Venezuela is set to hand over 12% of the nation’s territory in the upper reaches of the Amazon rainforest to mining corporations, writes Lucio Marcello, with 150 companies from 35 countries poised to devastate the army-controlled ‘special economic zone’. But resistance is growing, and a counter-proposal aims to protect the area’s precious biodiversity, indigenous cultures and water resources in a new South Orinoco Mega Reserve.
On 24th February 2016, with no debate within Parliament or civil society, the Venezuelan government decreed that the upper reaches of the Amazon Rainforest, amounting to 12% of the country’s landmass, were to become a Special Economic Zone devoted to mining gold, diamonds, coltan, iron and bauxite.
The name chosen for the new zone was the ‘Arco Minero del Orinoco’ (Orinoco Mining Arc), after the arc-shape made by the course of the Orinoco, Venezuela’s main river. The zone is now under military control, and constitutional rights have been restricted.
The area also happens to constitute a significant portion of the Guiana shield, a very ancient mineral-rich geological formation spanning Colombia, Venezuela, Guyana, Suriname, French Guiana and Brazil, which is facing increasing threats from both small and large-scale mining operations.
Rising opposition to the Arco Minero
Concerted legal action was taken on 31st May 2016 by former ministers to request that the supreme court revoke the creation of the Arco Minero, and a broad civil society movement came together in July 2016 to form the ‘Plataforma por la Nulidad del decreto del Arco Minero del Orinoco’ (Platform for the Annulment of the Orinoco Mining Arc decree).
Those opposing the decree consider it to be unconstitutional and in breach of several laws protecting the land rights of indigenous people and existing natural reserves against mining.
On 27th November, the Supreme Court dismissed the appeal on grounds of violation of the constitution (writ of amparo) as baseless, given the ‘strategic importance’ of mining for the country. Nevertheless, the legal action continues.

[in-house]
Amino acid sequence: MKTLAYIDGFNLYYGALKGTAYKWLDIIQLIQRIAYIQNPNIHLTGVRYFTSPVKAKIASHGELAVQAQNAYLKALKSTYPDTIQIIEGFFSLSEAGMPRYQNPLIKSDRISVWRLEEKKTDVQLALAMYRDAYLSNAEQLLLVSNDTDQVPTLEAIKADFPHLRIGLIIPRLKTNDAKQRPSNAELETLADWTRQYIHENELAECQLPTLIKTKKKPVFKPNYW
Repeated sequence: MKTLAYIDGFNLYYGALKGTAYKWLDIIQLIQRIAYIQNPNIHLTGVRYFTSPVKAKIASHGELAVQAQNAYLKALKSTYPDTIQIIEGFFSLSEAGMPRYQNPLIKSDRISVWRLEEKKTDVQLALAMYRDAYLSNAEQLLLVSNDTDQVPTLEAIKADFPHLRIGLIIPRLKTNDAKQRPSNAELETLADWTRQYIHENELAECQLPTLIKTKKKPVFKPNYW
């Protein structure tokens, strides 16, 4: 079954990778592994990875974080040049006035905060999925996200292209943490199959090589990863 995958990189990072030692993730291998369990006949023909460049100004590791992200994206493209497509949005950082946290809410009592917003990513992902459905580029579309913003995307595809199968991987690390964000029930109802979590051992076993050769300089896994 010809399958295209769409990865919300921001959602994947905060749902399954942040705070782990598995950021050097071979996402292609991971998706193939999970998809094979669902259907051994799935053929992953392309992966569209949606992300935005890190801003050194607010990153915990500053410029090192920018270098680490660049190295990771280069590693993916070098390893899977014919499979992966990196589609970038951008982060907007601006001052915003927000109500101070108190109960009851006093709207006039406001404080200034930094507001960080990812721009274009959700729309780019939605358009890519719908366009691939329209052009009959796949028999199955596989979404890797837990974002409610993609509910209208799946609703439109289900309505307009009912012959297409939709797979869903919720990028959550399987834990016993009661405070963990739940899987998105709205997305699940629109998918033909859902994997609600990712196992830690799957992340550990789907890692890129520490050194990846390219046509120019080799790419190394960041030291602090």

On 2nd December 2016, three Venezuelan NGOs (Provea, Laboratorio de Paz and GTAI-Ula) addressed the Inter-American Commission on Human Rights (IACHR) to denounce that indigenous people had not given free prior and informed consent to the Arco Minero.
Government representatives had to admit that no environmental impact assessment had been undertaken, while claiming support from indigenous people, whose rights to free association have been curtailed and funnelled towards governmental organisations with limited grassroots support (Laboratorio de Paz investigation, 2014).
IACHR should issue a report and recommendations imminently (within three month of the hearing).
Venezuela’s systemic crisis
Venezuela is in the midst of a deep systemic crisis, with widespread hunger, very limited access to medicines and healthcare, and escalating violence and human rights abuses permeating all aspects of society. Its oil-dependent economy has been suffering since oil prices started falling in 2014.
The country plunged into a downward spiral, both spurred and worsened by widespread corruption and the mismanagement of existing resources and productive activities: over the years, the wealth derived from oil was not reinvested, but rather spent on imports or squandered; not only were many fields left untilled, the very oil extracting facilities upon which the entire economy depended had not been maintained.
Venezuela intends to use the revenue generated by mining to get out of the country’s crisis, but at what cost? Many people describe the operation as bringing ‘pan para hoy y hambre para mañana’ (bread today and hunger tomorrow).
The Arco Minero also goes hand in hand with exploitation of the Orinoco Oil Belt (Faja Petrolifera del Orinoco), immediately north of the Orinoco river, the largest extra-heavy oil deposits in the world, in the form of tar sands whose characteristics and potential impact on the environment are directly comparable to the tar sands of Alberta in Canada.